Music Feature

Review: Jazmine Sullivan - 'Love Me Back'

by Mercedes Jones
We know she's taking a rest, but at least we got this one first
jazmine-sullivan-08252010

Love Me Back is the vengeful sophomore album from acclaimed Philadelphia R&B singer/songwriter, Jazmine Sullivan. Featuring a myriad of super-producers, Love Me Back has more drama than an episode of Dynasty, and encompasses the intricacies of Sullivan’s diva defiance, fits of rage, and hard loving.

The album is a mixed bag of emotions, but all the songs share a vocal longing that Sullivan has perfected. Lead single, “Hold You Down (Going In Circles),” is a virtual buffet of hip-hop samples. With producers Missy Elliot and Cainon Lamb throwing in bits and pieces of Slick Rick’s “La Di Da Di," Mary J’s "Be Happy (Remix)," Audio Two’s "Top Billin'," and Nas’ "Affirmative Action,” they created a beat so fertile that it spawned several official (and unofficial) remixes. The second single, “10 Seconds,” produced and co-written by Salaam Remi, is another sublime example of sampling. As Sullivan starts to count down, the impending doom turns this song into quite the nail-biter. “Good Enough” and “Don’t Make Me Wait” are finger-popping tunes, with the influence of Prince, that conjure up memories of the fun and flare of '80s dance music. With a sultry beat, it’s easy to get caught up in the sordid details of “Redemption,” where Sullivan spits husky lyrics and lays out a double-sided tale of addiction and power. In “Luv Back,” Sullivan taunts a lover who comes up short and leaves her with a surplus of emotions; then she boldly demands a refund. With dominant dancehall influences and production by the Elliot and Lamb duo, this song bears a striking resemblance to Sullivan’s hit debut single, “Need You Bad” (May 2008). “Love You Long Time,” produced by Salaam Remi, is one heartbeat away from insanity as Sullivan vows love and devotion over a superbly-layered beat. Sullivan meets her musical match on “U Get On My Nerves,” the sequel to smash hit “Bust Your Windows.” In this modern day anthem for couples, Sullivan and R&B contemporary Ne-Yo, find themselves exchanging choice words as they bicker over a love gone terribly wrong. Putting an end to all the drama are “Excuse Me” and “Stuttering,” boyfriend ballads that give listeners a glimpse at the coy side of Sullivan. The slow and winding rhythm of “Famous” rounds the album off with a personal message about Sullivan’s desire for fame. Even with the accomplishments that she has to her name, this song sounds like thoughts of insecurity, and gives yet another example of her vulnerabilities.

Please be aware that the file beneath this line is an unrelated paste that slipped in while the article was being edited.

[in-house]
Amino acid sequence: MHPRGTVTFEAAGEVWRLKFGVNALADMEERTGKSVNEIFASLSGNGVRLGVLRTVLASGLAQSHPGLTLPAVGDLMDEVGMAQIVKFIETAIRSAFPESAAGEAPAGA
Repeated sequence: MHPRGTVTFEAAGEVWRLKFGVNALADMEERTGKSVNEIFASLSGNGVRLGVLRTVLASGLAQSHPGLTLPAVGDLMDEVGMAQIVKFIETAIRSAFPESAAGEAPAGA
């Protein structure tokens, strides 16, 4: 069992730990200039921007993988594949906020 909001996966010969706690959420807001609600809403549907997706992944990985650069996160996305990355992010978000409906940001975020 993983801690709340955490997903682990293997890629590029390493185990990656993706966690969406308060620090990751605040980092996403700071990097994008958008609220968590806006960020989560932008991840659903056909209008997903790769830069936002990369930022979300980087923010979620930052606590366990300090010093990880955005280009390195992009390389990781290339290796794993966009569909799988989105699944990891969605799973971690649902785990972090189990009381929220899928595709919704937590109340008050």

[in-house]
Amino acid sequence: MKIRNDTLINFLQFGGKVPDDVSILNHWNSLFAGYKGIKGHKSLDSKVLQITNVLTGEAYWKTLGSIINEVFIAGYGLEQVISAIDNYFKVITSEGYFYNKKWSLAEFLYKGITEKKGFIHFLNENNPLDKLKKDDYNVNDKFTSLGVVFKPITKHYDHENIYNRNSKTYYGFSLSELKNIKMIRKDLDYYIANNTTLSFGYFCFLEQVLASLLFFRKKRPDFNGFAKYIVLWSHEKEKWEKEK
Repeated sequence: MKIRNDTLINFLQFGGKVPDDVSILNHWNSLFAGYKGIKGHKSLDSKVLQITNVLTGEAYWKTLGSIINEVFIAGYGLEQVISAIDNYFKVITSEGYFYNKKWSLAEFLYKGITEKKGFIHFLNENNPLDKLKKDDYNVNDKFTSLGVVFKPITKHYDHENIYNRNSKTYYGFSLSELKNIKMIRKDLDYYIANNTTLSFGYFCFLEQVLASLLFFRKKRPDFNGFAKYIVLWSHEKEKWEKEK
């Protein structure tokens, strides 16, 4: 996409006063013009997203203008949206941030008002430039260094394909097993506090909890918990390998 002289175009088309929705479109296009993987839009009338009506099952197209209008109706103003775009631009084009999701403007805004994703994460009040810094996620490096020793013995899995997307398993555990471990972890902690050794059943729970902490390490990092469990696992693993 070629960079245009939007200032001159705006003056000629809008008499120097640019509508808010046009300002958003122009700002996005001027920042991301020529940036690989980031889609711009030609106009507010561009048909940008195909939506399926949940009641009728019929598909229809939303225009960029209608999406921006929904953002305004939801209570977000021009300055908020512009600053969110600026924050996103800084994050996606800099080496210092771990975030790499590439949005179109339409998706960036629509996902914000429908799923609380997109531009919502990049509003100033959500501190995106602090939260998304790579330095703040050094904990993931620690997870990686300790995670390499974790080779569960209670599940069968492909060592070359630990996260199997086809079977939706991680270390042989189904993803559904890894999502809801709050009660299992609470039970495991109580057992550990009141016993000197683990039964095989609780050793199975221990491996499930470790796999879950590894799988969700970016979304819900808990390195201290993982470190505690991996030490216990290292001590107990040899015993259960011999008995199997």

Love Me Back has many endearing qualities; it's a polished collection of songs where Sullivan’s talent for writing and brash delivery shine through. Although she does little to break free from her penchant for dramatics, artful storytelling and great production break the monotony of this impressive piece of work. (J Records)

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